Scenario: Sydney (AUS) hostage crisis, 15-16 December 2014.

The media reported yet another Lone Wolf Islamic gunman took hostages at the Lindt Chocolate Cafe in Sydney;  two hostages and the hostage taker were later killed. But how -- or does -- this situation differ from hostage situations that preceded it?

Instant analysis provided by hasty experts lead to the speedy disappearance of any discrete event from the headlines in favor of the next shock and awe event, and any lessons to be found in commonalities are lost in the relentless quest for the new. So what's new and what's not? 

All hostage taking is criminal behavior, and law enforcement exists deal with such events. The laws already exist in the legal codes of all civilized nations. Motives, tactics and response times may differ, but there is always a police response that is appropriate. Sydney is but another in the ignominious history of the hostage taking event. While there is no comprehensive list online, one can begin ticking off the scores of events in recent memory:

Moluccan separatists (Holland, 1977); DFLP Ma'alot massacre (Israel, 1974); numerous aircraft hijackings, beginning in the 1930's; Mumbai hotel (Lashkar-e-Taiba, 2008); Chechen theater takeover (Russia, 2002); Grozny (Caucasus Emirate, 2014); Beslan School Siege (Chechen, 2004); Grand Mosque seizure (Mecca, Saudi Arabia, 1979); Munich Olympic massacre (Palestinian Black September,1972); OPEC ministers (Carlos the Jackal + German and Arab terrorists, 1975); Iran embassy takeover (1979); Iranian Embassy siege (London, 1980); Raid at Entebbe (Uganda, 1976); Norrmalmstorg robbery (Sweden, 1973) -- origin of the "Stockholm Syndrome", etc.

"Lone Wolves" are nothing new. The "shoe" and "underwear" bombers were also lone wolves. Anyone who attempts such an illegal and audacious action is by definition a lone wolf, even if representing a larger group. Most lone wolves are backed by a much larger transnational support system facilitating their operations.

All hostage takers give off intel predictors of their actions, just as all spree killers have. The problem is that we ignore these indicators. The perpetrators of the attacks of 9-11-01 and all subsequent attempts by affiliated groups gave off indicators, but nobody connected the dots. It's not that they are invincible but that we are negligent.

Our negligence allows these people to slip through the cracks and fly under the radar. Since the agencies tasked to ensure our safety are often no more than theater, look for the attacks to continue. The people leading these agencies often lack a police or security background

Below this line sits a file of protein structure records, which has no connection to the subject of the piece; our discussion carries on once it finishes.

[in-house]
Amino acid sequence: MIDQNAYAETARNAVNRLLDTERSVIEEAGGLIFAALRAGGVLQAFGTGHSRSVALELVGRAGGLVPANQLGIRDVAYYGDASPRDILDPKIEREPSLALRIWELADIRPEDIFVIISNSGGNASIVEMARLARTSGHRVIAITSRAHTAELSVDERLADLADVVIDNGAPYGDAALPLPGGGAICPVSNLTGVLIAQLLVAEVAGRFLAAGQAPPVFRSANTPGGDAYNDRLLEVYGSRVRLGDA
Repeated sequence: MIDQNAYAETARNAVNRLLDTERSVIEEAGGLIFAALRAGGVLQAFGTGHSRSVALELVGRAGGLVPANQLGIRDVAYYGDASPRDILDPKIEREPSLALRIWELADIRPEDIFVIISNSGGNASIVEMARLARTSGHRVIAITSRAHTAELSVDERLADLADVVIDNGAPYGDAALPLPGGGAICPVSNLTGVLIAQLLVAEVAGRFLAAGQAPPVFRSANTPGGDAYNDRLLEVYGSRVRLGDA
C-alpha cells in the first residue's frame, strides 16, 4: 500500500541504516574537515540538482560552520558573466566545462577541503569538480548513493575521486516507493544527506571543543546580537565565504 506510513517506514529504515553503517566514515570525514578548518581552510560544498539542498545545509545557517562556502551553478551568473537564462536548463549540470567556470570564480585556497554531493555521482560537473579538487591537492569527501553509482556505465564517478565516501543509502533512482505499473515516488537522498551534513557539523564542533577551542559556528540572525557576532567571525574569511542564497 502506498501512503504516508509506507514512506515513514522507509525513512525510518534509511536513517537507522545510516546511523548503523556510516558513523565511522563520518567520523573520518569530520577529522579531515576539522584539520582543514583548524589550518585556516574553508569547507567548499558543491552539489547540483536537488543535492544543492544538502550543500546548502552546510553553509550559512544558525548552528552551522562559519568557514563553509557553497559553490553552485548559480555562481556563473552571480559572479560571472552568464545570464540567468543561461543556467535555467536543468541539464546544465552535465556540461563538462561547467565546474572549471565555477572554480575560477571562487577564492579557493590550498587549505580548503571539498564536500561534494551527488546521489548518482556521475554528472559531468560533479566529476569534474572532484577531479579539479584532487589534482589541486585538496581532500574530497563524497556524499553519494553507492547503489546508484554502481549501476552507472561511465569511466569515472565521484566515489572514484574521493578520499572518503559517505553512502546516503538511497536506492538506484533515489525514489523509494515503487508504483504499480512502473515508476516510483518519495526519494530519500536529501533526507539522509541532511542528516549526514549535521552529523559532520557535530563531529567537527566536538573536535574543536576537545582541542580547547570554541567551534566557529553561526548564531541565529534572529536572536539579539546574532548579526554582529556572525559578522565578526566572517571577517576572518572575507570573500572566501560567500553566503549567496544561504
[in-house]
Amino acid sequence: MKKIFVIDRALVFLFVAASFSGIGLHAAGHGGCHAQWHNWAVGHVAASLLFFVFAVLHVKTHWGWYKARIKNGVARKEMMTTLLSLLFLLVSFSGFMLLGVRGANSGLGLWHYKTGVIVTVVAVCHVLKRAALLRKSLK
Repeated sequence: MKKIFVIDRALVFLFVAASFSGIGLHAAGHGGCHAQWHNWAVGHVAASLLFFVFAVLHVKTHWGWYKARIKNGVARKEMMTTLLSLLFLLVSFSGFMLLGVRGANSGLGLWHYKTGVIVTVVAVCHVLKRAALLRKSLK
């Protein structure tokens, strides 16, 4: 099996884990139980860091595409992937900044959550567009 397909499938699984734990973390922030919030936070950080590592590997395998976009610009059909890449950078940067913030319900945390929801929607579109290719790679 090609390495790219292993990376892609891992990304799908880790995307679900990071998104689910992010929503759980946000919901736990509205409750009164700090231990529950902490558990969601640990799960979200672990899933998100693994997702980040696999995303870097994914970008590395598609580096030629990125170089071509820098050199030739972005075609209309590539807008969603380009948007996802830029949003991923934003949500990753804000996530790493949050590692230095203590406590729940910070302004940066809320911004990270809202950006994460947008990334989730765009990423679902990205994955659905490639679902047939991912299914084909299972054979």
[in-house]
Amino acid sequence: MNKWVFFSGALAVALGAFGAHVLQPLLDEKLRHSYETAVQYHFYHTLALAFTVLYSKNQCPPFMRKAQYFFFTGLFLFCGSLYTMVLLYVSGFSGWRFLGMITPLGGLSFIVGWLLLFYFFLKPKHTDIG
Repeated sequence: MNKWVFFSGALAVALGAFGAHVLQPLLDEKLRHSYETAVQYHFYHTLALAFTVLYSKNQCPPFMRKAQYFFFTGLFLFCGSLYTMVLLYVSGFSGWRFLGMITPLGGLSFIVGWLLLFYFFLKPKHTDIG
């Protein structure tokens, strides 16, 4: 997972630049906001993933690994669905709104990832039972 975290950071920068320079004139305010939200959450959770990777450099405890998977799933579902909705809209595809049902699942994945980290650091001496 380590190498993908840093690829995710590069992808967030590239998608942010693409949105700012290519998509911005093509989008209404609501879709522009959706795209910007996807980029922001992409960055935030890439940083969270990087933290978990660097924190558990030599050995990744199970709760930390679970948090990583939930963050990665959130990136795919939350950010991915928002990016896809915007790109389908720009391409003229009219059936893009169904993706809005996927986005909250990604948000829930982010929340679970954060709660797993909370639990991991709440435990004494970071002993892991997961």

The police operate on the belief that all life is sacred, including that of the hostage-taker; but if intel indicates the hostage takers will execute hostages, then police must end the situation by assault. The police assault differs from the military one, however.

When the SEALs entered Yemen their assault was a predetermined, essential part of their plan. In contrast, a police assault should be effected only to prevent further loss of hostage lives. As the police assault phase is fluid, hostage lives always hang in the balance. In Sydney, the police had no option as all intel indicated the hostage taker was intent on killing his hostages.

The only critical observation in the Sydney scenario is that the police may have used too much firepower when they employed fully automatic fire. Prudence in the civilian setting may call for less rounds fired in select single fire mode to avoid accidentally killing hostages. A police response should always be measured, but it is always a judgement call for those on-site.

Hostage barricade situations are not going away, but the Western world has levels of security which can address any criminal activity, to include terrorism. The Euroterrorism of the 1960-90 era was effectively neutralized by good police work, intel and counteraction efforts, without governments crossing into authoritarian mode. The same comment will be made 30 years from now about today's "Lone Wolves".

Today's Lone Wolves do not differ much from their predecessors: they want to broadcast a message, and they often seek to gain ransom for further operational funding. Individually, they seem to be nihilists who do not value their own lives. However, their actions continue to support the viability of their group (=the Islamic State), even if they were not directly affiliated with the group to which they claim fealty.

As an aside: What hath the media and its mandatory political correctness wrought by feeding us the line that Islam is a religion of peace? It keeps us in a state of unknowing, children who must act shocked each time we put our hands on the stove and it burns. Certainly there are good Muslims, but the intermittent terrorist act will continue to erupt from that unsettled pool and we must be stoic in our application of established police protocol.

To deny that there is a large swath of "bad" Muslims who rejoice in their 10th century ethos is to be willfully blind to a movement taking over large swathes of the Middle East and Asia. To paraphrase Sam Kinison, it's called The Islamic State, people. "Bad" to us is "good" to them, and never the twain shall meet.

Our fundamental worldviews are different ... it is not simply a matter of the West disbursing a few more palletized bundles of Benjamins, or more education or fruit juice boxes at the Loya Jirgas. We are as puppets on a string when we recoil in horror at the beheading du jour.

What's new is the environment of fear fomented in the press.

[cross-posted @ milpub.]

Labels: , , , , , , , , , ,